| 2017

Assymetry of foot pressure for transfemoral amputees during gait in real world

Jeicheong Ryu, Jin-Ho Son, Gyoosuk Kim, Sungjae Kang, Chang-Yong Ko

Rehabilitation Engineering Research Institute of KCOMWEL


amoutee, gait analysis, plantar pressure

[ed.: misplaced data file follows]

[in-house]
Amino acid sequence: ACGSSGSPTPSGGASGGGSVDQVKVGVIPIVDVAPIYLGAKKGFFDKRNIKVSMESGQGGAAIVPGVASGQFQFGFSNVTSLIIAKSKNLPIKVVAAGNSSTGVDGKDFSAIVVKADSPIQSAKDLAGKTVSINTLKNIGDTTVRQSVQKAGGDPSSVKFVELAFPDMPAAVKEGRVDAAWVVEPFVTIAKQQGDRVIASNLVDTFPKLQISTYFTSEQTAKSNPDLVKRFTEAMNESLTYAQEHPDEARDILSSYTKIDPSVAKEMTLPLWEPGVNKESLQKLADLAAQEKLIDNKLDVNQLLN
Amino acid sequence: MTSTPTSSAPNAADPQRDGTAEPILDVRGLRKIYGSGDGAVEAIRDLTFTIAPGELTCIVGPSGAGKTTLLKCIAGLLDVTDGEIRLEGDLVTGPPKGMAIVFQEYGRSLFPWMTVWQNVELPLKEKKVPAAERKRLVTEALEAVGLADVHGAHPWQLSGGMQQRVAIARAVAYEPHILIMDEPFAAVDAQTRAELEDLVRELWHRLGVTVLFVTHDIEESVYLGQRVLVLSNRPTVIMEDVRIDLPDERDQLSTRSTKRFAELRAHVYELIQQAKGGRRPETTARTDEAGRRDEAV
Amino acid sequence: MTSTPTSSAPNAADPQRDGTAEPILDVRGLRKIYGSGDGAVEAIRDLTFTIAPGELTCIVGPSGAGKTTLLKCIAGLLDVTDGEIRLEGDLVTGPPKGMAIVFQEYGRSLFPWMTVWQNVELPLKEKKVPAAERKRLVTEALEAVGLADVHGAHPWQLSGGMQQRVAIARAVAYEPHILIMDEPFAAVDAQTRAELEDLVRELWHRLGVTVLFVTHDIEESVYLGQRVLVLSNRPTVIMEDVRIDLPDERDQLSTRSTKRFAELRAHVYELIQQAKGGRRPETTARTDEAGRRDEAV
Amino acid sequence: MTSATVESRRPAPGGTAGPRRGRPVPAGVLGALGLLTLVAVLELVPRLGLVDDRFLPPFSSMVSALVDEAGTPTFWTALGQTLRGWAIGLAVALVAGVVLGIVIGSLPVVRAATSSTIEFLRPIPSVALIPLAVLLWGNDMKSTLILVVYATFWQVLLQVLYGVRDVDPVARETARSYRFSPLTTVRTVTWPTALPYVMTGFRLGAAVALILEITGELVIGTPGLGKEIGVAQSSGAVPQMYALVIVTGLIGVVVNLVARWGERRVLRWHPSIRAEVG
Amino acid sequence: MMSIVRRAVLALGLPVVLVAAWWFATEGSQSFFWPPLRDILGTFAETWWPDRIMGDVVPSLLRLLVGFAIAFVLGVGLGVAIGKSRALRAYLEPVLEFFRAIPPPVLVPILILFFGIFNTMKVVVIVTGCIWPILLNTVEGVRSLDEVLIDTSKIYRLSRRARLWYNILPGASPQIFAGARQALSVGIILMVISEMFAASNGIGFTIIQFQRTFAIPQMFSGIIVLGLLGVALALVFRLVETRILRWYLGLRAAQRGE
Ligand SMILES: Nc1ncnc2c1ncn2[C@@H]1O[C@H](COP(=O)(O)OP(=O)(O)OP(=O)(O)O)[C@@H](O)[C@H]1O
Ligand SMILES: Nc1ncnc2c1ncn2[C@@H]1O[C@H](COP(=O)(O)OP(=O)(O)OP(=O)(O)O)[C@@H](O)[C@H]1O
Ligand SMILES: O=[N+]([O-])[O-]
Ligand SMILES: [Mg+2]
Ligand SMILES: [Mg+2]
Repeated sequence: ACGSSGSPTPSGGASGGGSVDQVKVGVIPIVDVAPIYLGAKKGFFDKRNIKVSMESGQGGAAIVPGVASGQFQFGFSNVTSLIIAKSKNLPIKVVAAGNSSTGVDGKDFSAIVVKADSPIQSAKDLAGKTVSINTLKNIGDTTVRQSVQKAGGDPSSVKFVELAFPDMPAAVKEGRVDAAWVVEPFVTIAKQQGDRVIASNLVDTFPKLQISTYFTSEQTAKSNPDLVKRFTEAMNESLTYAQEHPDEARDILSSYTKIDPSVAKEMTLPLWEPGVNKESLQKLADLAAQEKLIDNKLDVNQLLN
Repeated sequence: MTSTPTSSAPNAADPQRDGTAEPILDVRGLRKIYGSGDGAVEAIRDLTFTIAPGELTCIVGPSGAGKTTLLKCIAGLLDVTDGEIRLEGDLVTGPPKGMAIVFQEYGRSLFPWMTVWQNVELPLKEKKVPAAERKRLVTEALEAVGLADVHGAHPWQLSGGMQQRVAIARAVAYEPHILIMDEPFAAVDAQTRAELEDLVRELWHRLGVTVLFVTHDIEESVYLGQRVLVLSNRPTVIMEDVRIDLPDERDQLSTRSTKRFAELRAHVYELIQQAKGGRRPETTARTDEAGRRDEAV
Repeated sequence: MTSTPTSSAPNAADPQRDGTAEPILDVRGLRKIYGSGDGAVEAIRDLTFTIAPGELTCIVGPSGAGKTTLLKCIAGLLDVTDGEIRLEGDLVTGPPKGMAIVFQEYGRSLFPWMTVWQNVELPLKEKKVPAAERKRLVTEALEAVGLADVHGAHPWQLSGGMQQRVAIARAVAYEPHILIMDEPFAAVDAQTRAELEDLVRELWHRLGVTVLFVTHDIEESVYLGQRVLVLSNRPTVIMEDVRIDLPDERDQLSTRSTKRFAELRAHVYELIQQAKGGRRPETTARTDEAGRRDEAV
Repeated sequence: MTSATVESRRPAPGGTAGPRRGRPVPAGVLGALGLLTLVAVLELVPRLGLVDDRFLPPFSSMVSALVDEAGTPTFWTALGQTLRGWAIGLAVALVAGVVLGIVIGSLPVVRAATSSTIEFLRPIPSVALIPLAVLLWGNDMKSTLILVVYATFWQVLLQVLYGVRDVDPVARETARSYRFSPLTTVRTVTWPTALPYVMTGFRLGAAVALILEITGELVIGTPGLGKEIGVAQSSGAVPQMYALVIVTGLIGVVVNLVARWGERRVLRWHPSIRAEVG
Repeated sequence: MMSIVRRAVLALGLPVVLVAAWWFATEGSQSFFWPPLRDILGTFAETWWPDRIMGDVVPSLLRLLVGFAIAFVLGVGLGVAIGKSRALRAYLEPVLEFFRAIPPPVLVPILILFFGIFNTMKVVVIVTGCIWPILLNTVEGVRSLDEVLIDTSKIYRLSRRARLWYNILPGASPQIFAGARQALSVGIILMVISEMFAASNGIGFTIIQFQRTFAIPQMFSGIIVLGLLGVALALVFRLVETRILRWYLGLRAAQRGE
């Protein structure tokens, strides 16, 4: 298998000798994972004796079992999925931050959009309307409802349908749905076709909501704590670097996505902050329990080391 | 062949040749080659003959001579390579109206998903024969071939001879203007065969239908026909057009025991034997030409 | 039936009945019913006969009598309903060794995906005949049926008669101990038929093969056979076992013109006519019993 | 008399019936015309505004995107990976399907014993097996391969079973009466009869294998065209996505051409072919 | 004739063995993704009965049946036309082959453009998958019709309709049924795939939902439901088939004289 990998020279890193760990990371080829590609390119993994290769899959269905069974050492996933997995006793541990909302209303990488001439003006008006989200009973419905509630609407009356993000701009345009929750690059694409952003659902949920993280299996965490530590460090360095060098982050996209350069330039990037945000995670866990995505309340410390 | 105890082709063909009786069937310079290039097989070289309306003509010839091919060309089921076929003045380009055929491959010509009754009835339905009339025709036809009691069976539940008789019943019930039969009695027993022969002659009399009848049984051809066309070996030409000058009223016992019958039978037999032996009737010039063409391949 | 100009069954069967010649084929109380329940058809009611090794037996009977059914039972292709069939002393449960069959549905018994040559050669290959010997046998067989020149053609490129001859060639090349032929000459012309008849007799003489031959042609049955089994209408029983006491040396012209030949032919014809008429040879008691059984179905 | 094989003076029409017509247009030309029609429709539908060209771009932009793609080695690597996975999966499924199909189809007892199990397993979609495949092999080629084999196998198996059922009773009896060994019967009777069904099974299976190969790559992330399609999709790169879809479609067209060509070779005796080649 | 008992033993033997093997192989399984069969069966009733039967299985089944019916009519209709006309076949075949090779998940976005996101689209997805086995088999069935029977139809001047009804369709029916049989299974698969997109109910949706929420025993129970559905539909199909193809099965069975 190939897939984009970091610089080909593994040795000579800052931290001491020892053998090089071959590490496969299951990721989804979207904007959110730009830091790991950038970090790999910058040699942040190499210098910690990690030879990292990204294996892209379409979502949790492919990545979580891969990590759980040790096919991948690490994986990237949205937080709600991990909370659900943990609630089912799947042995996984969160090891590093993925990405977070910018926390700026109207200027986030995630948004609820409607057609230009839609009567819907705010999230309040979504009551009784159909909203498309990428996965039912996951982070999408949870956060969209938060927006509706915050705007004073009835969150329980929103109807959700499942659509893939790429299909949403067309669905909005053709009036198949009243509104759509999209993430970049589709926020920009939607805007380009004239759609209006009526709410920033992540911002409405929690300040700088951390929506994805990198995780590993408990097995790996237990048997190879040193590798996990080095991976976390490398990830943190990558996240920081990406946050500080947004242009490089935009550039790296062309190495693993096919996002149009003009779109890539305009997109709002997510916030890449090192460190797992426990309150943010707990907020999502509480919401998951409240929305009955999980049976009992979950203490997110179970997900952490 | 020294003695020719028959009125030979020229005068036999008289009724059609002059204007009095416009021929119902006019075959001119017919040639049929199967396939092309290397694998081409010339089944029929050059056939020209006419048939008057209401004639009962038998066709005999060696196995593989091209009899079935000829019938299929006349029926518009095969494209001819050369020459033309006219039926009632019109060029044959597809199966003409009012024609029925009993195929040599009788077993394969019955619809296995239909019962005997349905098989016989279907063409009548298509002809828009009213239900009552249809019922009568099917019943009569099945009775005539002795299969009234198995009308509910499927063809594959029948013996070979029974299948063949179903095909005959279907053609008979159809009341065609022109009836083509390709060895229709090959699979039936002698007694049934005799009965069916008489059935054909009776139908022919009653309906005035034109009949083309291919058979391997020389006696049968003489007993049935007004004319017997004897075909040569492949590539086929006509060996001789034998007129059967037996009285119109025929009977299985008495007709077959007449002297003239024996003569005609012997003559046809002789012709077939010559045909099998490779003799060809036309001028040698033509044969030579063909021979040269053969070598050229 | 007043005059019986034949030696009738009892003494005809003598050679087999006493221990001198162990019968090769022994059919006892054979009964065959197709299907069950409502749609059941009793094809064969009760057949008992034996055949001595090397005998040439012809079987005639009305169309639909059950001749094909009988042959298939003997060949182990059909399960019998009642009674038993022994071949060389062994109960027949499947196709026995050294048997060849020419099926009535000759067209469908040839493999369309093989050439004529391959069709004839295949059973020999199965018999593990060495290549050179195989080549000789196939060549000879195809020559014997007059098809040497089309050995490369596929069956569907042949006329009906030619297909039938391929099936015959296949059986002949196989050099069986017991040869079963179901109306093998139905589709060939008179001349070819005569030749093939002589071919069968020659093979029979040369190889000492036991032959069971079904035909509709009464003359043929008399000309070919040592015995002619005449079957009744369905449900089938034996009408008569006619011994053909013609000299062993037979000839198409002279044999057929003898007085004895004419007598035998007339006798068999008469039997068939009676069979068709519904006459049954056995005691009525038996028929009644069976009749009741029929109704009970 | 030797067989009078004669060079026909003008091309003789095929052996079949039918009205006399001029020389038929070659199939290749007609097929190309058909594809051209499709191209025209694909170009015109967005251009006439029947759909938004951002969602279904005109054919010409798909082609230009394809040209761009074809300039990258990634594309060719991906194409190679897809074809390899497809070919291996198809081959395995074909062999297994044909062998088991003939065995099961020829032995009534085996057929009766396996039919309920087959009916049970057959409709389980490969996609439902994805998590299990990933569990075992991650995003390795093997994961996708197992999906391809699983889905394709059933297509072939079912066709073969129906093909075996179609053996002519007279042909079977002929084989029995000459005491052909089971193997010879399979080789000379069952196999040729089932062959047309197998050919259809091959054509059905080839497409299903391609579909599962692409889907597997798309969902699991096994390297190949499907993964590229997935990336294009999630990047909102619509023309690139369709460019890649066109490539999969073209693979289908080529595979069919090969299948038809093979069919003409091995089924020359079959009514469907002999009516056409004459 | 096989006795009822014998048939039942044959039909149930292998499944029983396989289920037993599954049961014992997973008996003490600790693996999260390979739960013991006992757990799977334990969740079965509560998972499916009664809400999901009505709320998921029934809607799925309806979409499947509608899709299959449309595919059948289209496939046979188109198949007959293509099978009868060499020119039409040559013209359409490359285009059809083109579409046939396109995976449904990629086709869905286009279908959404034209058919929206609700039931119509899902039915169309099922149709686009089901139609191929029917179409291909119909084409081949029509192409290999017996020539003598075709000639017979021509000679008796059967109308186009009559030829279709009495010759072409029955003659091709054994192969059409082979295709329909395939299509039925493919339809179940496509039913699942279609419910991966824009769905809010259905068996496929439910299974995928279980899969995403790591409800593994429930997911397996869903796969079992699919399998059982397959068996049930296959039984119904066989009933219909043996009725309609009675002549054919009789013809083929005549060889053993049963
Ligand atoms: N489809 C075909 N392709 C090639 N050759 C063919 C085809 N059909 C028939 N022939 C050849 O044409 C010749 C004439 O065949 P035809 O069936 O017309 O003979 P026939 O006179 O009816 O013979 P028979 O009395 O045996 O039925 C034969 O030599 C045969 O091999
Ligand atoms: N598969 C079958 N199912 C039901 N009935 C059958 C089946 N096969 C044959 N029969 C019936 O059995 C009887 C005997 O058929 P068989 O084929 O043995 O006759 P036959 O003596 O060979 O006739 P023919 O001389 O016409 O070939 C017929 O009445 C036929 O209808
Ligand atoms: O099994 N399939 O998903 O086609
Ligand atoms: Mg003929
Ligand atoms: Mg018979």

INTRODUCTION The prosthetic socket is the most important compartment of the prostheses for transfemoral amputees [1]. Nowadays, the ischial containment socket (ICS) and anatomical socket (ANA) have been widely used as prosthetic socket for transfemoral amputee. Some studies have showed differences of biomechanical features between the sockets, such as range of motion of lower limb. Although transfemoral amputees are characterized by gait asymmetry, there have been few studies that investigated gait asymmetry during a gait in real-world environments. The aim of this study was to assess asymmetry of foot plantar pressure in transfemoral amputees during a gait in real-world environment considering prosthetic sockets (ICS) METHODS Seven male transfemoral amputees (174.1 ± 3.9 cm, 81.4 ± 11.0 kg, 46.0 ± 8.8-year-old, # of ICS: 3, # of ANA: 4) and 10 male healthy young adults (176.9 ± 2.5 cm, 72.3 ± 7.9 kg, 24.4 ± 2.0-year-old) were enrolled. A wearable foot pressure insole sensor was placed in the shoe (OpenGO science, Moticon, Germany). Participants were asked to walk at self-selected velocity in real-world environments that consisted of level, slope, stair and uneven terrain for a distance of about 1.6 km (Figure 1.). Asymmetry of foot plantar pressure and temporal parameters between sound and amputated feet and between left and right feet were calculated. RESULTS AND DISCUSSION Figure. 1 shows the comparison of symmetry of plantar pressure. Transfemoral amputees had higher asymmetry as compared with non-amputee participants. Significantly higher asymmetry in ICS was observed, while no significant differences between non-amputee and ANA was shown. Although there was tendency for greater asymmetry of stance phase in transfemoral amputee, (7.3 % in ICS, 6.4 % in ANA) than non-amputees (3 %), no significant differences were observed among groups (p > 0.05). Significantly larger asymmetry of double stance phase was observed in transfemoral amputees (p 0.05). These results indicate that asymmetry in transfemoral amputees during walking in real-world environments is larger than for non-amputees. Furthermore, the tranfemoral socket types appear to affect the magnitude of asymmetry. In this study, only a few trasnfemoral amputees were involved which will have impacted the statistical power. Further studies with more subjects are needed. Figure 1: Terrains on real environment and comparison of symmetry of plantar pressure, *: p < 0.05. CONCLUSIONS In this study, the asymmetry between sound and amputated limb in transfemoral amputees during walking in real-world environments was evaluated. We confirmed a higher asymmetry in transfemoral amputees. Furthermore, socket type affected the asymmetry. ACKNOWLEDGEMENTS This work was supported by the Industrial Strategic Technology Development Program (No.10048732, Development of Smart Musculoskeleton Substitution Device for Functional Recovery and Assistance of Lower Lim) funded by the Ministry of Trade, Industry & Energy(MI, Korea)

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